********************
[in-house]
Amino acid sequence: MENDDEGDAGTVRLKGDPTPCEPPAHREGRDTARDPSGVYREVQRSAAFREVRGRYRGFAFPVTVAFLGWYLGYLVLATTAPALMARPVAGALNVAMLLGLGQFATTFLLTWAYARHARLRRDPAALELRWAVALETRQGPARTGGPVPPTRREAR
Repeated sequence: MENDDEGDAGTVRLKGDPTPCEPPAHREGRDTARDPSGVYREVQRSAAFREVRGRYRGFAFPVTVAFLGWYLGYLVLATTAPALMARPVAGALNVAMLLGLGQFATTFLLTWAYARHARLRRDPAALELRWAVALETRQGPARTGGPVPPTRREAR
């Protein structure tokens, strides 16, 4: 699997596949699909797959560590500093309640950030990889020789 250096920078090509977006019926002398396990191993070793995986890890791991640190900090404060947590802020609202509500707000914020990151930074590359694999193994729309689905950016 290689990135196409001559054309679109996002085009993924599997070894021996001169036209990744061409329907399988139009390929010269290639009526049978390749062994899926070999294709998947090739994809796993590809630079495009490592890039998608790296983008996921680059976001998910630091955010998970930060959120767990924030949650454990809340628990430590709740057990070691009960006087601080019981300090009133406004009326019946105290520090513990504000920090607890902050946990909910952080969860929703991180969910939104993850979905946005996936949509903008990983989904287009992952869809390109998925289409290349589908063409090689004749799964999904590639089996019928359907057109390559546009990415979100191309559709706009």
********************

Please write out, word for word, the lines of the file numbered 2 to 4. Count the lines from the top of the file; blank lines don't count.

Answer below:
Amino acid sequence: MENDDEGDAGTVRLKGDPTPCEPPAHREGRDTARDPSGVYREVQRSAAFREVRGRYRGFAFPVTVAFLGWYLGYLVLATTAPALMARPVAGALNVAMLLGLGQFATTFLLTWAYARHARLRRDPAALELRWAVALETRQGPARTGGPVPPTRREAR
Repeated sequence: MENDDEGDAGTVRLKGDPTPCEPPAHREGRDTARDPSGVYREVQRSAAFREVRGRYRGFAFPVTVAFLGWYLGYLVLATTAPALMARPVAGALNVAMLLGLGQFATTFLLTWAYARHARLRRDPAALELRWAVALETRQGPARTGGPVPPTRREAR
């Protein structure tokens, strides 16, 4: 699997596949699909797959560590500093309640950030990889020789 250096920078090509977006019926002398396990191993070793995986890890791991640190900090404060947590802020609202509500707000914020990151930074590359694999193994729309689905950016 290689990135196409001559054309679109996002085009993924599997070894021996001169036209990744061409329907399988139009390929010269290639009526049978390749062994899926070999294709998947090739994809796993590809630079495009490592890039998608790296983008996921680059976001998910630091955010998970930060959120767990924030949650454990809340628990430590709740057990070691009960006087601080019981300090009133406004009326019946105290520090513990504000920090607890902050946990909910952080969860929703991180969910939104993850979905946005996936949509903008990983989904287009992952869809390109998925289409290349589908063409090689004749799964999904590639089996019928359907057109390559546009990415979100191309559709706009």